he went to bed he would let his sister know somewhat of the history of the lady she was so willing to welcome. The innocence of Miss Thorne, at her time of life, was perfectly charming; but even innocence may be dangerous.

‘John may say what he likes,’ continued the countess, urging her excuses on Miss Thorne; ‘I am sure we were past the castle gate before twelve, weren’t we, Margaretta?’

‘Upon my word, I don’t know,’ said the Lady Margaretta, ‘for I was half asleep. But I do know that I was called sometime in the middle of the night, and was dressing myself before daylight.’

Wise people, when they are in the wrong, always put themselves right by finding fault with the people against whom they have sinned. Lady De Courcy was a wise woman; and therefore, having treated Miss Thorne very badly by staying away till three o’clock, she assumed the offensive and attacked Mr Thorne’s roads. Her daughter, not less wise, attacked Miss Thorne’s early hours. The art of doing this is among the most precious of those usually cultivated by persons who know how to live. There is no withstanding it. Who can go systematically to work, and having done battle with the primary accusation and settled that, then bring forward a counter–charge and support that also? Life is not long enough for such labours. A man in the right relies easily on his rectitude, and therefore goes about unarmed. His very strength is his weakness; his very weakness is his strength. The one is never prepared for combat, the other is always ready. Therefore it is that in this world the man that is in the wrong almost invariably conquers the man that is in the right, and invariably despises him.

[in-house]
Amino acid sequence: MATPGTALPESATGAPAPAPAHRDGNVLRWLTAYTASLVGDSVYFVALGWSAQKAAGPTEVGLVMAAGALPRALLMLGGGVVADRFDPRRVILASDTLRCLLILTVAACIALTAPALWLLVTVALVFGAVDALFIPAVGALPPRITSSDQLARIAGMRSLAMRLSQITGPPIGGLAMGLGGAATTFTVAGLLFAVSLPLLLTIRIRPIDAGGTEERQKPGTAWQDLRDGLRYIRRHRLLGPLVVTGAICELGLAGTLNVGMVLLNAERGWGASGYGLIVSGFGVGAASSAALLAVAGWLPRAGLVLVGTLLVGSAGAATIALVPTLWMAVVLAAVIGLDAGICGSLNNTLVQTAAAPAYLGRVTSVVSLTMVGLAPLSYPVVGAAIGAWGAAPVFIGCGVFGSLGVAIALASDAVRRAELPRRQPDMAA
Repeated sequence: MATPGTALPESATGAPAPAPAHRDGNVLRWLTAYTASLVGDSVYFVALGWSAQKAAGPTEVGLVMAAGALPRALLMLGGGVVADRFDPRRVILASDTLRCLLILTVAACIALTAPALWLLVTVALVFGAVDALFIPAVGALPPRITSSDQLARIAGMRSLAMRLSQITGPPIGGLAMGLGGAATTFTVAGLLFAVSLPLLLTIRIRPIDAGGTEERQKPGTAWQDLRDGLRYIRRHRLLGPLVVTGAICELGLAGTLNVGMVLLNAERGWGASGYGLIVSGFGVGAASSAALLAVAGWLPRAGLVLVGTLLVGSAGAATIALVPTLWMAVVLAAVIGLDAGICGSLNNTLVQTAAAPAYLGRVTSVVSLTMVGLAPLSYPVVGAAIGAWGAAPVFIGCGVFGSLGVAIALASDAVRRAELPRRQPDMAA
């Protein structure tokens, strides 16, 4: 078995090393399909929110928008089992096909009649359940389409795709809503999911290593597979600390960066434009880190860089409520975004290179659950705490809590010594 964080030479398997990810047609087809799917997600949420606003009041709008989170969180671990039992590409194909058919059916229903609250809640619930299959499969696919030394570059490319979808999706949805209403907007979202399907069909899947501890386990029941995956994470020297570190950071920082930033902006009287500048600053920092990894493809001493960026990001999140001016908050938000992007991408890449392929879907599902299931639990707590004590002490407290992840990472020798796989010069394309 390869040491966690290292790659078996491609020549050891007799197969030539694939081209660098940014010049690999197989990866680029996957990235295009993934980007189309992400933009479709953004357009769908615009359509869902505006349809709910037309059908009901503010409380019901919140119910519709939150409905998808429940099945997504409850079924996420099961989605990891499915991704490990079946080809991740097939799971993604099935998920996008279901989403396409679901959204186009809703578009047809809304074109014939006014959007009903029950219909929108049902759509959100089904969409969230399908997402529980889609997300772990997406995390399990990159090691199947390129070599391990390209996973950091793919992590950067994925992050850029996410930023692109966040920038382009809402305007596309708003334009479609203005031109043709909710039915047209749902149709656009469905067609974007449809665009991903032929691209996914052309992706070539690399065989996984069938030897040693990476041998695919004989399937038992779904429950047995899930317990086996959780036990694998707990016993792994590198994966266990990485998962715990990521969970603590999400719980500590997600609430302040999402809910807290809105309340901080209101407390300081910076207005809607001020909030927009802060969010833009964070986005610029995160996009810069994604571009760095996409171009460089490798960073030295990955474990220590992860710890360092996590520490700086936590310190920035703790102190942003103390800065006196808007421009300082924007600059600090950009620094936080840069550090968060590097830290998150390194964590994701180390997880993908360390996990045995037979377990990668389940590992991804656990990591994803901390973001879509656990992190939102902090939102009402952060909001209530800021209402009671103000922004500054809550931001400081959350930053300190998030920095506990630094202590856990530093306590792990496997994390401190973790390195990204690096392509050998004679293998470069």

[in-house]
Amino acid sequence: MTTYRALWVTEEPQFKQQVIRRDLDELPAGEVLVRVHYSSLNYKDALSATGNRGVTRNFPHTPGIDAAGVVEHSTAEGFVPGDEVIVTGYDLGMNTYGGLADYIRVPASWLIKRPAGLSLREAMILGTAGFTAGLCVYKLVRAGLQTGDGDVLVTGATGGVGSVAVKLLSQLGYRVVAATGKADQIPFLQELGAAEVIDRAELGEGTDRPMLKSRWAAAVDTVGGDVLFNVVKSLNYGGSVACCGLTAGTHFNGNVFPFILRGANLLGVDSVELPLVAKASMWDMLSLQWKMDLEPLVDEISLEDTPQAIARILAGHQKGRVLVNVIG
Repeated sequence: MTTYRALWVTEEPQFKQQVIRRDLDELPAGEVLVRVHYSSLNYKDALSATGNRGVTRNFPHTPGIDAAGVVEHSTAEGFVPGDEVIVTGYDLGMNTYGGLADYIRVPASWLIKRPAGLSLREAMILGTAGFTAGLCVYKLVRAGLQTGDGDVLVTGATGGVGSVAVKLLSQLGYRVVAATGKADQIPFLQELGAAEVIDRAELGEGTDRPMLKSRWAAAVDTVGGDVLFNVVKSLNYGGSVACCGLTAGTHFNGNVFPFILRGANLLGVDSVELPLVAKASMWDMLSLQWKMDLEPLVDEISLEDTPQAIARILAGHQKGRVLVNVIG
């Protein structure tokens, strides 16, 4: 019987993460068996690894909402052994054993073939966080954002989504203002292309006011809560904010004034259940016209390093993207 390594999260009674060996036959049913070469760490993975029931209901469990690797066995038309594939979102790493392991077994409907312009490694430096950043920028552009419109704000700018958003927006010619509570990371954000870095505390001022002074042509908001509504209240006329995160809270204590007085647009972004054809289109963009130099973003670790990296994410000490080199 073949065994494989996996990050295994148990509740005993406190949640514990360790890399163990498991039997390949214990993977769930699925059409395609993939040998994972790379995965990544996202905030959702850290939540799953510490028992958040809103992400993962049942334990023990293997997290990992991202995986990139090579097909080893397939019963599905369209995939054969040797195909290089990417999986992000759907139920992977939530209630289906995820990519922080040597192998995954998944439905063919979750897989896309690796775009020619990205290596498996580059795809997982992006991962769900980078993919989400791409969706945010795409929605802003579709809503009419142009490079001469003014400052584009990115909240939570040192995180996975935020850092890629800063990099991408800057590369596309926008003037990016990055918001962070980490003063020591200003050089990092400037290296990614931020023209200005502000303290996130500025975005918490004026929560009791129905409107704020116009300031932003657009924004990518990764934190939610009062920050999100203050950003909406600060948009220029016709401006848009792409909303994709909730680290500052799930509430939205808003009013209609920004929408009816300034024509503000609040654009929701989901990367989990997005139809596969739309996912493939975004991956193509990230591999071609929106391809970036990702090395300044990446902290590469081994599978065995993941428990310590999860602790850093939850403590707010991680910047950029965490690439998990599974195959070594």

A man must be an idiot or else an angel, who, after the age of forty shall attempt to be just to his neighbours. Many like the Lady Margaretta have learnt their lesson at a much earlier age. But this of course depends on the school in which they have been taught.

Poor Miss Thorne was altogether overcome. She knew very well that she had been ill–treated, and yet she found herself making apologies to Lady De Courcy. To do her ladyship justice, she received them very graciously, and allowed herself with her train of daughters to be led towards the lawn.

There were two windows in the drawing–room wide open for the countess to pass through; but she saw that there was a woman on the sofa, at the third window, and that that woman had, as it were, a following attached to her. Her ladyship therefore determined to investigate the woman. The De Courcys were hereditarily short sighted, and had been so for thirty centuries at least. So Lady De Courcy, who, when she entered the family had adopted the family habits, did as her son had done before her, and taking her glass to investigate the Signora Neroni, pressed in among the gentlemen who surrounded the couch, and bowed slightly to those whom she chose to honour by her acquaintance.

In order to get to the window she had to pass close to the front of the couch, and as she did so she stared hard at the occupant. The occupant in return stared hard at the countess. The countess who since her countess–ship commenced had been accustomed to see all eyes, not royal, ducal, or marquesal, fall down before her own, paused as she went on, raised her eyebrows, and stared even harder than before. But she had now to do with one who cared little for countesses. It was, one may say, impossible for mortal man or woman to abash Madeline Neroni. She opened her large bright lustrous eyes wider and wider, till she seemed to be all eyes.

She gazed up into the lady’s face, not as though she did it with an effort, but as if she delighted in doing it. She used no glass to assist her effrontery, and needed none. The faintest possible smile of derision played round her mouth, and her nostrils were slightly dilated, as if in sure anticipation of her triumph. And it was sure. The Countess De Courcy, in spite of her thirty centuries and De Courcy castle, and the fact that Lord De Courcy was grand master of the ponies to the Prince of Wales, had not a chance with her.

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